The first is about pitch. Oom pah means low high, low high etc. The low note will likely be the 1 of the chord triad (though 3 and 5 are possible). The pah could be the octave above (my first choice), the fifth above (my second choice), the third above (my third choice) the same note as the oom (my fourth choice), another note that sounds good (my fifth choice). Perhaps I might use two or three notes that sound good for the pah, but certainly not always, usually it's just one note for the pah as well as the oom.
 
The second component is about button duration (how long you hold your finger down on the button) and that can be expressed by this simple formula: long short, long short etc.
 
In addition, it's good to note that when possible, the melody notes should have an even longer duration than the accompaniment notes. Right hand long, left hand short is the rule for Anglos. For simplicity, think about three button durations. Melody is the longest, oom is in the middle and pah is the shortest in duration. This concept is hard to master on the box, but key to clear playing that lets the melody come forward singing.
 
The third component is about accent. In cut time (most tunes, like reels and hornpipes are in this) you make the oom be accented less that the pah. That should sound like this: "oom PAH, oom PAH" etc. I'm talking about a measure of time which can also be counted "1 and, 2 and" etc. When I say "accented" I mean an extra umph on the bellows. All four beats of a measure counted "1 and 2 and" should have a little extra umph, but the "and" beats should be stronger than the ones and twos. All of this piece of advice can be expressed in a simple sentence... "accent the off beats to get lift and drive in a dance tune".
 
There you have it. To actually do it, practice each bit separately to isolate your task.
 
If you are able to play with all three of these things going on at once, then you will sound really cool and that special individual of the gender you prefer will fall in love with you, there will be many babies and you will die a happy grandfather. Ignore my advice at your peril.
 
(Then there all the other cool things you can do that are not oom pah... like playing in octaves, thirds and sixths... harmonies high and low and all quite possible on the 20 button.)

that's a great explanation, thanks

#11 Dan Worrall

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Posted 26 March 2016 - 10:52 PM

The quintessential Oxford Anglo Player was the late William Kimber of Heddington Quarry, Oxford.

Dan Worral, of this parish has written a book about his playing; giving the exact buttons, and bellows direction of the notes he played on both sides of an anglo at the same time, All the tunes, except I think only one, he played originally on a 20 button anglo. He made quite extensive use of harmony, which is all accurately notated in Dan's book. The book also gives examples of other more recent players ways of playing these tunes, including the virtuoso Anglo player and broadcaster John Kirkpatric.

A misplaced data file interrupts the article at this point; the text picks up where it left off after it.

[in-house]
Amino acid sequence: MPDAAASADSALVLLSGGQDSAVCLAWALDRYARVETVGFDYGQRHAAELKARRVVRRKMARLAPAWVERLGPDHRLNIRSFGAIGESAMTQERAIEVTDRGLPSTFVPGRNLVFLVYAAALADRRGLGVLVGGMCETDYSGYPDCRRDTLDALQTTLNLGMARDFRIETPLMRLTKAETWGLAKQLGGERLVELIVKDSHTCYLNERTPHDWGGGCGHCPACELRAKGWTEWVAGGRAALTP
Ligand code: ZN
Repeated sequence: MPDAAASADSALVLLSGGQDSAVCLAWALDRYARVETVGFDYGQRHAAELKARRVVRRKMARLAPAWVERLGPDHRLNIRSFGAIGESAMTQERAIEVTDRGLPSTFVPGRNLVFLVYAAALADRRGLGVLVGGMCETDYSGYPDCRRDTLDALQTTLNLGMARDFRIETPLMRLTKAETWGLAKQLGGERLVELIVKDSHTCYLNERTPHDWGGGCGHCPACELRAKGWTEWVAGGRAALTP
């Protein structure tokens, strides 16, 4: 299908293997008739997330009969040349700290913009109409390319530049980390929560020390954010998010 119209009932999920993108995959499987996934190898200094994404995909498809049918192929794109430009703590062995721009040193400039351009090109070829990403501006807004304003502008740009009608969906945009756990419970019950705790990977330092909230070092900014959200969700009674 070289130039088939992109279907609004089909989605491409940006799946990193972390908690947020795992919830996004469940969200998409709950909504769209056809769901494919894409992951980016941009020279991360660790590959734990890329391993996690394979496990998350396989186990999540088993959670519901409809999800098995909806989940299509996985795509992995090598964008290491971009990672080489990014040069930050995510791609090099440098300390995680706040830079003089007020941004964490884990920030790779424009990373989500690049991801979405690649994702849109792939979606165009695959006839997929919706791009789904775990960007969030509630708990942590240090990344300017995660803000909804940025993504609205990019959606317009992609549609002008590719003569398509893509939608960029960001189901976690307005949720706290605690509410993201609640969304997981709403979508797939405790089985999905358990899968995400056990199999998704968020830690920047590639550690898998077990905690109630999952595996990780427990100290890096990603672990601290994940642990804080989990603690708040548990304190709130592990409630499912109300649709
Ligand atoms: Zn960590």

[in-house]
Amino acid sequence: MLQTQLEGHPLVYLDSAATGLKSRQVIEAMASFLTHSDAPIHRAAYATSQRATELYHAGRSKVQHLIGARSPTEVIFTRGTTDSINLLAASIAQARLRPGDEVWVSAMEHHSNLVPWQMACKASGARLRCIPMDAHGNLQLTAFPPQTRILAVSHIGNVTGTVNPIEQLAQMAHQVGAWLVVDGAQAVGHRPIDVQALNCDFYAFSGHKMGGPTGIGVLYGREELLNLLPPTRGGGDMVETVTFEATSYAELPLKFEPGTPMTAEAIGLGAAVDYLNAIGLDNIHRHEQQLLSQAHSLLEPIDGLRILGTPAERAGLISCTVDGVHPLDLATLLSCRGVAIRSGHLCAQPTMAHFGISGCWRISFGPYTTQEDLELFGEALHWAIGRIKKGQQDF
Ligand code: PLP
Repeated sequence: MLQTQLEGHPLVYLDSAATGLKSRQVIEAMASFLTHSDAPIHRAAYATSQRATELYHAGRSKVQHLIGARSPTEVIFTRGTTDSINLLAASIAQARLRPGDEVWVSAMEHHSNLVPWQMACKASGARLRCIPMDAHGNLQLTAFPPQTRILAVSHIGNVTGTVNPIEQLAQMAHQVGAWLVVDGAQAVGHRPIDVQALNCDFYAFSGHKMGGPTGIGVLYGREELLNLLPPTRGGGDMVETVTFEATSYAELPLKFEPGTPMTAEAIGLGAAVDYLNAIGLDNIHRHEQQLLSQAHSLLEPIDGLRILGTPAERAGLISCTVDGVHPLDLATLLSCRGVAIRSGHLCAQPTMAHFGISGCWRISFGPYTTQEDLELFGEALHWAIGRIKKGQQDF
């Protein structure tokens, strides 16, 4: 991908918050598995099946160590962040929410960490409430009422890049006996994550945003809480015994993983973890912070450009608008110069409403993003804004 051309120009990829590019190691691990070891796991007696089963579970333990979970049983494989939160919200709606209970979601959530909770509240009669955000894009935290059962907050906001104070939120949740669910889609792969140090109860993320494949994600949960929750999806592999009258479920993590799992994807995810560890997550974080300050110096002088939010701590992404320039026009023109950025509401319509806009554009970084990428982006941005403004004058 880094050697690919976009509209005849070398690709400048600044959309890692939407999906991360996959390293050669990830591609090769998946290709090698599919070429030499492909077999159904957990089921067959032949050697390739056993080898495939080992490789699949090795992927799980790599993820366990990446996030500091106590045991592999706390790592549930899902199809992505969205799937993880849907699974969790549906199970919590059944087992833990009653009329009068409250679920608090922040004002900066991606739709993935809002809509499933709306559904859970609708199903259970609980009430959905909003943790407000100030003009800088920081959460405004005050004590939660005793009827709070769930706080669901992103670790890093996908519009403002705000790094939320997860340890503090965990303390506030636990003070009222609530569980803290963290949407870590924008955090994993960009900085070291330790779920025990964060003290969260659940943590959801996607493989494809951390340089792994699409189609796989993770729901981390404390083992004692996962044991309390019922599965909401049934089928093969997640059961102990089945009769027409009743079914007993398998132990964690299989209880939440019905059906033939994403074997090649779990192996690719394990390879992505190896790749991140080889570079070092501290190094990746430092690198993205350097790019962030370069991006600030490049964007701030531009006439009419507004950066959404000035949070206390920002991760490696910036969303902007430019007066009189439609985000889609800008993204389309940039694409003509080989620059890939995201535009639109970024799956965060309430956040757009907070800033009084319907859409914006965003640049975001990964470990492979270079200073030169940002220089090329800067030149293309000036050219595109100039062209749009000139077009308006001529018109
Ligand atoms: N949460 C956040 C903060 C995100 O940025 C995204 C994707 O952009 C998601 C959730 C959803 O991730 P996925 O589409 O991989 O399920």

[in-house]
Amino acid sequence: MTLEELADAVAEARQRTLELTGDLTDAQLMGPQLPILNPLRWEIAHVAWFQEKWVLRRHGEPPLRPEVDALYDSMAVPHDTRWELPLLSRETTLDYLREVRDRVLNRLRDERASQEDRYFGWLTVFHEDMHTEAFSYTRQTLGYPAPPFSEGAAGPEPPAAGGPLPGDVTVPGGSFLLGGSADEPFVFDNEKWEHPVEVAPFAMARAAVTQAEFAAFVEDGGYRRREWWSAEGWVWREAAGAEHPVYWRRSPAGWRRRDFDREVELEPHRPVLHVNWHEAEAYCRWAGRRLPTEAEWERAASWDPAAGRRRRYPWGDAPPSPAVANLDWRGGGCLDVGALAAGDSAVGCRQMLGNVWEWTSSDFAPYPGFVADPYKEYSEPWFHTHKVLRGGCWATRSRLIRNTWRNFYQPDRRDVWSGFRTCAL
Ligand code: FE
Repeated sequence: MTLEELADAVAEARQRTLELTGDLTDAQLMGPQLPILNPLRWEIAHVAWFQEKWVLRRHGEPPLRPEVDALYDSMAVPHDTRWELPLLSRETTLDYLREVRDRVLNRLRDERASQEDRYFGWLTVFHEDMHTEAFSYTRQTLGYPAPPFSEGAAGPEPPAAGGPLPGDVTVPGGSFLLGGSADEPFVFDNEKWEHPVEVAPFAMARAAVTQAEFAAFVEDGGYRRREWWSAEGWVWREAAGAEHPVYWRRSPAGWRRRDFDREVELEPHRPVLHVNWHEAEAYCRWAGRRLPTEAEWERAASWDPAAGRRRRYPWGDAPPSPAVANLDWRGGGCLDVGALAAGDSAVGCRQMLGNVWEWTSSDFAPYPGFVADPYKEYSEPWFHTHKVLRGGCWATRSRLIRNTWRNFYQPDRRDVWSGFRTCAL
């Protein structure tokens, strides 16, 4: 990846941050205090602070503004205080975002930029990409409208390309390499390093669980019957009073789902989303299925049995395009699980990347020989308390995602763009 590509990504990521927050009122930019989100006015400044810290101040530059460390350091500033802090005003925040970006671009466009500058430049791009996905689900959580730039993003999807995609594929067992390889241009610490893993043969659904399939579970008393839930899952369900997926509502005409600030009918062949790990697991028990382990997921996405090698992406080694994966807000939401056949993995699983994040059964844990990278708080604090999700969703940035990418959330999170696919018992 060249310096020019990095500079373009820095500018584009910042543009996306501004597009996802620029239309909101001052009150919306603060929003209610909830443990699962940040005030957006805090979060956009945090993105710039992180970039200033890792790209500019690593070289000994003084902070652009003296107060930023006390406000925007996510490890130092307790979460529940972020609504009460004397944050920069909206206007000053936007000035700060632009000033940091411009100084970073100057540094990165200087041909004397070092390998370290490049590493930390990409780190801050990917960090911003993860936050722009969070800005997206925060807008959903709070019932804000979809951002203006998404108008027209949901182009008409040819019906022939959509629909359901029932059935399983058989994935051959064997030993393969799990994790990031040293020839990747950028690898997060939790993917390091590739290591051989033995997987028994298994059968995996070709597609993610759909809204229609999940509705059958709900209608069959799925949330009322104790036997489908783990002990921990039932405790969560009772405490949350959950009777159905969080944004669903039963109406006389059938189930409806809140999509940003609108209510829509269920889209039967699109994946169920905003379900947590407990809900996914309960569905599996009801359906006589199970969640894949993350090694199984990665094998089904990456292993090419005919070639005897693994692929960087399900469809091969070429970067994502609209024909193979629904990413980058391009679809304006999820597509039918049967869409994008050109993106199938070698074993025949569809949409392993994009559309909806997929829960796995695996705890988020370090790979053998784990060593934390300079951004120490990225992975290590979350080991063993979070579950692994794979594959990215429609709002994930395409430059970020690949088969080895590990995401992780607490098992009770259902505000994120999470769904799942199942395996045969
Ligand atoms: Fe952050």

This book should be in every Anglo players library, especially an Oxford Anglo player.

 

Inventor..

Thanks for the plug, inventor; glad you liked the book. I'm not from that parish however; they speak Texan where I live.

 

I just logged on and found this thread, so here is my two cents' worth on harmonic playing. Like anything else concertina, there are varied styles and varied levels of difficulties. The reason I like Kimber's style so much for harmonic playing is that he is a minimalist. Once one learns to play a melody in octaves, then it is pretty much just a matter of adding a third note above or below the bass end of the octave pair, making a partial chord. Then drop out some of the bass octaves/partials that are off the beat, while still playing the melody notes on the right hand, and you have instant rhythm and chords. 

 

No need in this style for oompahs. No insistence on the three chord trick...Kimber played what sounded good to him even if it didn't fit that rather rigid system that modern pop music has pounded into our skulls. And hence, much less memory work. When a fancy chord requires one to mess with the bellows direction of the melody in order to play it, that requires muscle memory. Some folks have brains wired for memory, or have lots of time on their hands to practice, or both, and it works beautifully for them. But for my money, talent level and time, Kimber sounds perfectly fine, and old-timey to boot.

 

Have fun!



#12 John Wild

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Posted 27 March 2016 - 10:47 AM

Maybe the parish referred to is concertina.net   :-)

:)



#13 Dan Worrall

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Posted 27 March 2016 - 12:42 PM

Oh. Right.
So who is the vicar here? I hope they don't charge a tithe! :)

#14 inventor

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Posted 31 March 2016 - 12:02 PM

That is the parish I meant.  I am sure that the vicar is the spirit of Rev Father Kenneth Loveless, who was also a pupil of William Kimber.

 

Inventor. 



#15 Dan Worrall

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Posted 02 April 2016 - 11:44 PM

Good thought!